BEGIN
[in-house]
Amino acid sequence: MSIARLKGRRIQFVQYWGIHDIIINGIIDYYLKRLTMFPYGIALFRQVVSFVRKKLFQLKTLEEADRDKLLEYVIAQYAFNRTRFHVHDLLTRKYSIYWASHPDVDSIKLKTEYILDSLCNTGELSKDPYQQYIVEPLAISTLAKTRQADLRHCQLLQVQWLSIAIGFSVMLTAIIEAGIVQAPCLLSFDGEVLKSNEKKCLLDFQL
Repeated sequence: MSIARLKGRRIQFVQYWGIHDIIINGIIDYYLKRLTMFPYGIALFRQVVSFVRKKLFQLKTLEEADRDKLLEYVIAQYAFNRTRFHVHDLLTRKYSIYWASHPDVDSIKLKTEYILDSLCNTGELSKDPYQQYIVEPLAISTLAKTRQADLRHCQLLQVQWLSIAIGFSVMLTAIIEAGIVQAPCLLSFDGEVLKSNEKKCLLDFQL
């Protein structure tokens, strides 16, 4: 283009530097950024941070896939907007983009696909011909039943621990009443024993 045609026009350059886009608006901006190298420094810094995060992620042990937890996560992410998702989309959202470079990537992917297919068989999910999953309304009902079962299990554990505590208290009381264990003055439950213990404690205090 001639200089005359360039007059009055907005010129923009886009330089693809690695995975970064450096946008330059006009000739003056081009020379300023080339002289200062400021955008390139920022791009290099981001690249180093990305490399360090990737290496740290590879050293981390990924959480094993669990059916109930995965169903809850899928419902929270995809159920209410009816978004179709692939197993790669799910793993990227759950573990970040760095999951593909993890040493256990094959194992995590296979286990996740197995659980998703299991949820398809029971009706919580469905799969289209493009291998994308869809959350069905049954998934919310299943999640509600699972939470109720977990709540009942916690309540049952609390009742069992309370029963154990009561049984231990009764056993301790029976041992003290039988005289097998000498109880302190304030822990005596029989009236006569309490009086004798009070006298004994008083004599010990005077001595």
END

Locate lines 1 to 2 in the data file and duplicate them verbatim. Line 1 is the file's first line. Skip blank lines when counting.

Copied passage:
[in-house]
Amino acid sequence: MSIARLKGRRIQFVQYWGIHDIIINGIIDYYLKRLTMFPYGIALFRQVVSFVRKKLFQLKTLEEADRDKLLEYVIAQYAFNRTRFHVHDLLTRKYSIYWASHPDVDSIKLKTEYILDSLCNTGELSKDPYQQYIVEPLAISTLAKTRQADLRHCQLLQVQWLSIAIGFSVMLTAIIEAGIVQAPCLLSFDGEVLKSNEKKCLLDFQL